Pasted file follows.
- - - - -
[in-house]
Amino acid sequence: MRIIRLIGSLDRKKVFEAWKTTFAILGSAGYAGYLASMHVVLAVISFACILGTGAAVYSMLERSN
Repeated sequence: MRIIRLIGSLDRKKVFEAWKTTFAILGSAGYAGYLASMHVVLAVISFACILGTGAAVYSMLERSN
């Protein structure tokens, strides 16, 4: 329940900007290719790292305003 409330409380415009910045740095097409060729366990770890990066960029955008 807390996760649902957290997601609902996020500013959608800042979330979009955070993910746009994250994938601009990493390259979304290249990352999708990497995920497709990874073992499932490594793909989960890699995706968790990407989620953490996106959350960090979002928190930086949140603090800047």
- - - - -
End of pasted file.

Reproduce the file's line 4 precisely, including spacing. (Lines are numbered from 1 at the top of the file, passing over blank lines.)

């Protein structure tokens, strides 16, 4: 329940900007290719790292305003 409330409380415009910045740095097409060729366990770890990066960029955008 807390996760649902957290997601609902996020500013959608800042979330979009955070993910746009994250994938601009990493390259979304290249990352999708990497995920497709990874073992499932490594793909989960890699995706968790990407989620953490996106959350960090979002928190930086949140603090800047």